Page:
The MMR looks at proficiency, growth and achievement gap reduction while the FR includes data only on students of color, students in poverty and special education students in the areas of proficiency and achievement gap reduction. Two subjects, math and reading, are the primary subjects included in the MMR and FR.
Schools are then ranked into subgroups according to their assessment scores. The subgroup designation a school receives directly determines the amount of funding in which they will be allotted.
There are five subgroups in which every school is placed: reward schools (representing the top 15 percent of schools based on the MMR ratings), celebration eligible schools (representing the top 25 percent of schools below the reward school designation), continuous improvement schools (representing the bottom 25 percent of schools), focus schools (representing the bottom 10 percent) and priority schools (representing the final 5 percent of most persistently low-performing schools).
The latter half are required to formulate “fix-it plans” to determine where any funding will go – a measure largely considered to be punitive.
Park Rapids Area Schools were rewarded the celebration eligible designation this past school year and currently await their designation to determine 2013-14 funding.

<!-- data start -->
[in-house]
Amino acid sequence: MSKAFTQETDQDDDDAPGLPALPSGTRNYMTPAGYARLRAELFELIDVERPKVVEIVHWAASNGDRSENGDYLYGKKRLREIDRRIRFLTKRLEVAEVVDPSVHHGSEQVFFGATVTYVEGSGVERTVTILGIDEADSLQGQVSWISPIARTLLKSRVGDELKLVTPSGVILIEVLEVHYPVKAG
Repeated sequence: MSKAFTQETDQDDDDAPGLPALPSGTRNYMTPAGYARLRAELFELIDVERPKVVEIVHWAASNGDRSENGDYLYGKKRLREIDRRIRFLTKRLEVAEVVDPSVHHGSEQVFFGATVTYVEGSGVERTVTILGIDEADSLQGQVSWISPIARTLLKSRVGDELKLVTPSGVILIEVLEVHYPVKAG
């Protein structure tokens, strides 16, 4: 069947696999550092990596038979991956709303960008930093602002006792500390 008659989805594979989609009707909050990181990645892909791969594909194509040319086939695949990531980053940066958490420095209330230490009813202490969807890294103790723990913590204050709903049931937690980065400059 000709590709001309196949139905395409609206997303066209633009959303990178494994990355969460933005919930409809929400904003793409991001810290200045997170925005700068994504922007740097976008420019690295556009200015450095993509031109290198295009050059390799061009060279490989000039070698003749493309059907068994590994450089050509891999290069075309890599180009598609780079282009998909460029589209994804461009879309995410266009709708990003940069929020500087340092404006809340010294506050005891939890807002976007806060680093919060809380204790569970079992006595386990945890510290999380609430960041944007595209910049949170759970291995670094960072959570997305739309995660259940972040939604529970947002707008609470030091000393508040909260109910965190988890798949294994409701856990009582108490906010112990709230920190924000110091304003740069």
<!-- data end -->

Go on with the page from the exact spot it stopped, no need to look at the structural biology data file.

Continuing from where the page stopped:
“We apply for the Title 1 grant every year through the Minnesota Department of Education,” said Connie Fondow, Title 1 director for Park Rapids Area Schools since 2005. “We submit the grant and they read through it and either approve or deny it based on their criteria. We’ve been a Title 1 school for as long as I have been here and I think we would have to be non-compliant in some area in order for us to not get a yearly grant again.”
Once the funding is received, Park Rapids is then able to disperse the funds into areas they see fit – often providing valuable resources to students in need.
“(Last year’s) Title 1 funding went to student resources including a leveled library, which is a smaller library – taking up about half a classroom – that offers multiple copies of books categorized by reading levels and topics for teacher’s to choose from,” Fondow said. “A teacher can check out the book and use them for their small group sessions or in class as they see fit. The other big funding purchase from Title 1 was the purchase of iPads. Gradually over the last two years or so we have purchased around 60 iPads for educational use largely by Title 1 children.”
Fondow stresses that the Title 1 program currently offered at Park Rapids remains autonomous from other special education programs already available.